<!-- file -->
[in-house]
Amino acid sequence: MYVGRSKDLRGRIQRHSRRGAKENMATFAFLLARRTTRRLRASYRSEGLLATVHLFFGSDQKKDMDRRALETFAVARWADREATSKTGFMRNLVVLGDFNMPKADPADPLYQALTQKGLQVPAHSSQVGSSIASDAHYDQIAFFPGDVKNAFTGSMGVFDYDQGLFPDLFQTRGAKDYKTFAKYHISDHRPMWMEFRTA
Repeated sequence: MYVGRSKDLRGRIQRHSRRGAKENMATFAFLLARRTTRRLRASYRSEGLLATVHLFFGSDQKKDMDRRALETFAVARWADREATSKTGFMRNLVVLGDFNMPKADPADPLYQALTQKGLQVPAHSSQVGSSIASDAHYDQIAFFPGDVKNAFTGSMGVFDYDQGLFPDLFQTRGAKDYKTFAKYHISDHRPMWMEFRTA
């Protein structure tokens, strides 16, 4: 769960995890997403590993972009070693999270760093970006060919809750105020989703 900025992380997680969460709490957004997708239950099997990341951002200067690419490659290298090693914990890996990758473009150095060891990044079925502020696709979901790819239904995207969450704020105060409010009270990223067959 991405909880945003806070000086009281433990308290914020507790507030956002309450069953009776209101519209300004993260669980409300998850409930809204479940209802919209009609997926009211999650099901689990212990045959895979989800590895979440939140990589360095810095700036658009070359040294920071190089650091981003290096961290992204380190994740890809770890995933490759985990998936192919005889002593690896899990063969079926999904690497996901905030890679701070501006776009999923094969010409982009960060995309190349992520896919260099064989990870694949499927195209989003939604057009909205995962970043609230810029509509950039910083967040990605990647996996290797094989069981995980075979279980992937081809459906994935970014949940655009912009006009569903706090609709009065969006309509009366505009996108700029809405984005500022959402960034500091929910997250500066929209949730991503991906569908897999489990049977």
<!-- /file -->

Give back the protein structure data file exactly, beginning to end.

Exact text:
[in-house]
Amino acid sequence: MYVGRSKDLRGRIQRHSRRGAKENMATFAFLLARRTTRRLRASYRSEGLLATVHLFFGSDQKKDMDRRALETFAVARWADREATSKTGFMRNLVVLGDFNMPKADPADPLYQALTQKGLQVPAHSSQVGSSIASDAHYDQIAFFPGDVKNAFTGSMGVFDYDQGLFPDLFQTRGAKDYKTFAKYHISDHRPMWMEFRTA
Repeated sequence: MYVGRSKDLRGRIQRHSRRGAKENMATFAFLLARRTTRRLRASYRSEGLLATVHLFFGSDQKKDMDRRALETFAVARWADREATSKTGFMRNLVVLGDFNMPKADPADPLYQALTQKGLQVPAHSSQVGSSIASDAHYDQIAFFPGDVKNAFTGSMGVFDYDQGLFPDLFQTRGAKDYKTFAKYHISDHRPMWMEFRTA
């Protein structure tokens, strides 16, 4: 769960995890997403590993972009070693999270760093970006060919809750105020989703 900025992380997680969460709490957004997708239950099997990341951002200067690419490659290298090693914990890996990758473009150095060891990044079925502020696709979901790819239904995207969450704020105060409010009270990223067959 991405909880945003806070000086009281433990308290914020507790507030956002309450069953009776209101519209300004993260669980409300998850409930809204479940209802919209009609997926009211999650099901689990212990045959895979989800590895979440939140990589360095810095700036658009070359040294920071190089650091981003290096961290992204380190994740890809770890995933490759985990998936192919005889002593690896899990063969079926999904690497996901905030890679701070501006776009999923094969010409982009960060995309190349992520896919260099064989990870694949499927195209989003939604057009909205995962970043609230810029509509950039910083967040990605990647996996290797094989069981995980075979279980992937081809459906994935970014949940655009912009006009569903706090609709009065969006309509009366505009996108700029809405984005500022959402960034500091929910997250500066929209949730991503991906569908897999489990049977």